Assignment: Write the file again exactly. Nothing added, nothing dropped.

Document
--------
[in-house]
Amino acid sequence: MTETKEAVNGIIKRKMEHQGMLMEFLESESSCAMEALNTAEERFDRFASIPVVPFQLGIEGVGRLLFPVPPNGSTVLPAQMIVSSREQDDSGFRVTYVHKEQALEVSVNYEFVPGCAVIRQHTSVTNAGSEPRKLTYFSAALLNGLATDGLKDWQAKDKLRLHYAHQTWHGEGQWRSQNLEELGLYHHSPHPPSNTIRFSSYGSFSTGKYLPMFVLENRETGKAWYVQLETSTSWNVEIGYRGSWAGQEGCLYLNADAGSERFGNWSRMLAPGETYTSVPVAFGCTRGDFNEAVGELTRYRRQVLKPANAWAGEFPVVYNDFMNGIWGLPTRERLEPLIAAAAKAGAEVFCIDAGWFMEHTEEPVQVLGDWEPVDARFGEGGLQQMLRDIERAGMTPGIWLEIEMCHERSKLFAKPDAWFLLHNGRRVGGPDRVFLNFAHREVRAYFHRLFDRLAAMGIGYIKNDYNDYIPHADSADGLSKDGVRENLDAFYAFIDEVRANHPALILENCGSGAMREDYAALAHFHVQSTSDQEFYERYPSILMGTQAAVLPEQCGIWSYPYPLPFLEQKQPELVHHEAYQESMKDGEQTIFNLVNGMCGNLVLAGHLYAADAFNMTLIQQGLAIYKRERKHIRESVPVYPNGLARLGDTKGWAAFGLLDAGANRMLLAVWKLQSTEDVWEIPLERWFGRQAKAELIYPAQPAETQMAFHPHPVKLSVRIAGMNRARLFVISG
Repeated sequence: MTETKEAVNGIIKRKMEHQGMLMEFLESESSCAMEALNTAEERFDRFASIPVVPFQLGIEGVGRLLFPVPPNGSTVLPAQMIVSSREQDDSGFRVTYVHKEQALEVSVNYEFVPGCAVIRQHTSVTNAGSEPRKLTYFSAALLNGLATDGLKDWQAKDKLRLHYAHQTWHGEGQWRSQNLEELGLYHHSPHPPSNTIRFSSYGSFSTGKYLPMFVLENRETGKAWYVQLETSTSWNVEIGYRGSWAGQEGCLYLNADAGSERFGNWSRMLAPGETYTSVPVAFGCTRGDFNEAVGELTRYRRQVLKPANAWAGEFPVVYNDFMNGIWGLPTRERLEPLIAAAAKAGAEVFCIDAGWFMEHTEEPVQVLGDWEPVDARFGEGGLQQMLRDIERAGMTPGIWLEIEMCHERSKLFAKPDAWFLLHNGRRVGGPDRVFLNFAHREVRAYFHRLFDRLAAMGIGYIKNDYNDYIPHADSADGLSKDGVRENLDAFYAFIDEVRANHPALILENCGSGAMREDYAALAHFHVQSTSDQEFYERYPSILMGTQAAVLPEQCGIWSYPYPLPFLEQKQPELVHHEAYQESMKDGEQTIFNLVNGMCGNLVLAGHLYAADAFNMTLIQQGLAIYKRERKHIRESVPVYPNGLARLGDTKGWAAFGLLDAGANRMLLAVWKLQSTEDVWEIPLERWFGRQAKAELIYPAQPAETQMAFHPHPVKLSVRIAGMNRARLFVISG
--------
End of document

[in-house]
Amino acid sequence: MTETKEAVNGIIKRKMEHQGMLMEFLESESSCAMEALNTAEERFDRFASIPVVPFQLGIEGVGRLLFPVPPNGSTVLPAQMIVSSREQDDSGFRVTYVHKEQALEVSVNYEFVPGCAVIRQHTSVTNAGSEPRKLTYFSAALLNGLATDGLKDWQAKDKLRLHYAHQTWHGEGQWRSQNLEELGLYHHSPHPPSNTIRFSSYGSFSTGKYLPMFVLENRETGKAWYVQLETSTSWNVEIGYRGSWAGQEGCLYLNADAGSERFGNWSRMLAPGETYTSVPVAFGCTRGDFNEAVGELTRYRRQVLKPANAWAGEFPVVYNDFMNGIWGLPTRERLEPLIAAAAKAGAEVFCIDAGWFMEHTEEPVQVLGDWEPVDARFGEGGLQQMLRDIERAGMTPGIWLEIEMCHERSKLFAKPDAWFLLHNGRRVGGPDRVFLNFAHREVRAYFHRLFDRLAAMGIGYIKNDYNDYIPHADSADGLSKDGVRENLDAFYAFIDEVRANHPALILENCGSGAMREDYAALAHFHVQSTSDQEFYERYPSILMGTQAAVLPEQCGIWSYPYPLPFLEQKQPELVHHEAYQESMKDGEQTIFNLVNGMCGNLVLAGHLYAADAFNMTLIQQGLAIYKRERKHIRESVPVYPNGLARLGDTKGWAAFGLLDAGANRMLLAVWKLQSTEDVWEIPLERWFGRQAKAELIYPAQPAETQMAFHPHPVKLSVRIAGMNRARLFVISG
Repeated sequence: MTETKEAVNGIIKRKMEHQGMLMEFLESESSCAMEALNTAEERFDRFASIPVVPFQLGIEGVGRLLFPVPPNGSTVLPAQMIVSSREQDDSGFRVTYVHKEQALEVSVNYEFVPGCAVIRQHTSVTNAGSEPRKLTYFSAALLNGLATDGLKDWQAKDKLRLHYAHQTWHGEGQWRSQNLEELGLYHHSPHPPSNTIRFSSYGSFSTGKYLPMFVLENRETGKAWYVQLETSTSWNVEIGYRGSWAGQEGCLYLNADAGSERFGNWSRMLAPGETYTSVPVAFGCTRGDFNEAVGELTRYRRQVLKPANAWAGEFPVVYNDFMNGIWGLPTRERLEPLIAAAAKAGAEVFCIDAGWFMEHTEEPVQVLGDWEPVDARFGEGGLQQMLRDIERAGMTPGIWLEIEMCHERSKLFAKPDAWFLLHNGRRVGGPDRVFLNFAHREVRAYFHRLFDRLAAMGIGYIKNDYNDYIPHADSADGLSKDGVRENLDAFYAFIDEVRANHPALILENCGSGAMREDYAALAHFHVQSTSDQEFYERYPSILMGTQAAVLPEQCGIWSYPYPLPFLEQKQPELVHHEAYQESMKDGEQTIFNLVNGMCGNLVLAGHLYAADAFNMTLIQQGLAIYKRERKHIRESVPVYPNGLARLGDTKGWAAFGLLDAGANRMLLAVWKLQSTEDVWEIPLERWFGRQAKAELIYPAQPAETQMAFHPHPVKLSVRIAGMNRARLFVISG